Ouch. What a disappointing opening to the 2010 season for BadNFL. As some commenters have noted, this week 1 performance hearkened back to some of my worst weeks. After all, when BadNFL misses, it usually misses huge. And there's much left to be desired by my preseason analysis, as my instinct that the Raiders would start strong looked ridiculous after their atrocious and unexpected lack of improvement.
But that's not why we're here. We're here to discuss the Week 1 debacle that was the San Francisco 49ers. Alex Smith was the MVP of the game -- for the Seahawks. What people who simply look at the box score might not realize is that San Francisco started out quite strong. Hasselbeck threw an interception on the first play of the game, and the 49ers proceeded to march down the field with impressive efficiency. But then they (mainly Smith) proceeded to make the first of a slew of dumb errors. A touchdown overruled because the WR couldn't get his feet down, a series of blown 4th down opportunities, and some really terrible throws by Smith eviscerated the momentum that they came in with.
And despite the Niners' defensive dominance of the Seahawks in the first half, they entered halftime down, thanks to two absolutely brutal interceptions that led immediately to Seattle TD's (watch this pick 6 in which Smith overthrows his receiver by about 10 yards!). All in all, Smith's performance was at the bottom of the league in week 1, as his 1/12 performance on 3rd down was the cherry on top of his crap sundae. But it was his backbreakingly bad play over a crucial first half span that lost the game; his incompetence enabled Seattle to score 4 TDs in the span of 7 minutes, and just like that, the game was over.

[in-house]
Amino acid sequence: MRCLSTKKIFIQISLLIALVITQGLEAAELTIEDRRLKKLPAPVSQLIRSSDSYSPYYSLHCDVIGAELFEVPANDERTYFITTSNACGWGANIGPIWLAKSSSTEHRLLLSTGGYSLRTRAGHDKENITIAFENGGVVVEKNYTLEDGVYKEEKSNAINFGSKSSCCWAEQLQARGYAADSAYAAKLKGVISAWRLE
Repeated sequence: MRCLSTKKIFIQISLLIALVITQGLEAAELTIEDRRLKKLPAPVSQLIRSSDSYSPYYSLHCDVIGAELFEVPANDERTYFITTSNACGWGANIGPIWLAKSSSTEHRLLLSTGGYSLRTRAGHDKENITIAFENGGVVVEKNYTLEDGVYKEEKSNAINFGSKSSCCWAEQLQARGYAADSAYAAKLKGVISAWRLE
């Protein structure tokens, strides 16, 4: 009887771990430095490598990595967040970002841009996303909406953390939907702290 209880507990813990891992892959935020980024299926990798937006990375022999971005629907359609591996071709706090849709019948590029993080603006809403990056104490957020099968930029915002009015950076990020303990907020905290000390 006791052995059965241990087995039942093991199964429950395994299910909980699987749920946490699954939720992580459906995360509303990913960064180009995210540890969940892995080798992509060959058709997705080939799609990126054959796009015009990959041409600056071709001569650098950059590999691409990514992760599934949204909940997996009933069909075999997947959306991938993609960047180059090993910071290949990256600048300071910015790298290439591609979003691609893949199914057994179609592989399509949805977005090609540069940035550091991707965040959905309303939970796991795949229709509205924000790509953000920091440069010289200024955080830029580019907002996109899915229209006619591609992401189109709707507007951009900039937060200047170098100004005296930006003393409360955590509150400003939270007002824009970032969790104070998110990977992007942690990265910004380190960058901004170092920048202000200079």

By the second half, it was evident that the Niners had essentially given up. As a result, Hasselbeck actually looked pretty good, and their very shaky offensive line held up OK (the Niners only registered 1 sack). In other words, the prediction looks really stupid in retrospect.
1. The danger of an unproven QB and rookie offensive lines opening the season in a loud arena.
I know I previously acknowledged and then dismissed the "Qwest Field" argument. That appears to have been misguided. For those of you who missed the game, it's difficult to overestimate how out-of-sync the Niners were early in the game; they burned all 3 of their timeouts with 9 minutes left in the 2nd quarter, they didn't seem to have the right plays called, and in general nobody was on the same page. Early in the season, before teams are used to playing in real game environments, perhaps the loud environment was particularly impactful. Arrowhead seemed to have a similar effect on the Chargers last night.
But ultimately, as FO put it, "every San Francisco projection in the world ends with, '...if Alex Smith can prove that he's at least a replacement-level NFL quarterback.' So far, no good." There's not much else to be said about that. I blew off discussing Alex Smith in my analysis of this game, and I'm paying for it.
2. Beware the hype.
This game almost seemed too easy. The sharps were all over the Niners in this game, and several pundits have labeled Seattle's upset week 1's "biggest surprise." In addition, as I observed earlier, the line had been moving in San Francisco's direction. But as a commenter pointed out, this maybe should have served as a warning sign. The Niners were a chic pick to win the division, they were a young confident team that finished well last year, and they had dominated the preseason. Yet they appeared overconfident and underprepared. Week 1 is about finding undervalued teams, and the Niners clearly were not that.
3. Where do we go from here? Don't freak out.
Week 1 results are notoriously difficult to gauge, if merely because our sample size is so small. The Niners were clearly unprepared, but it's important not to overreact to one week's results. I still think that the Seahawks are a bad team, and if they weren't playing the pathetic Broncos this week, I might pick against them again. After all, remember that they dominated week 1 last year before proceeding to have a miserable season. At BadNFL, we plan on sticking to our instincts and trying to bounce back next week, perhaps exploiting some typical week 2 overreaction along the way.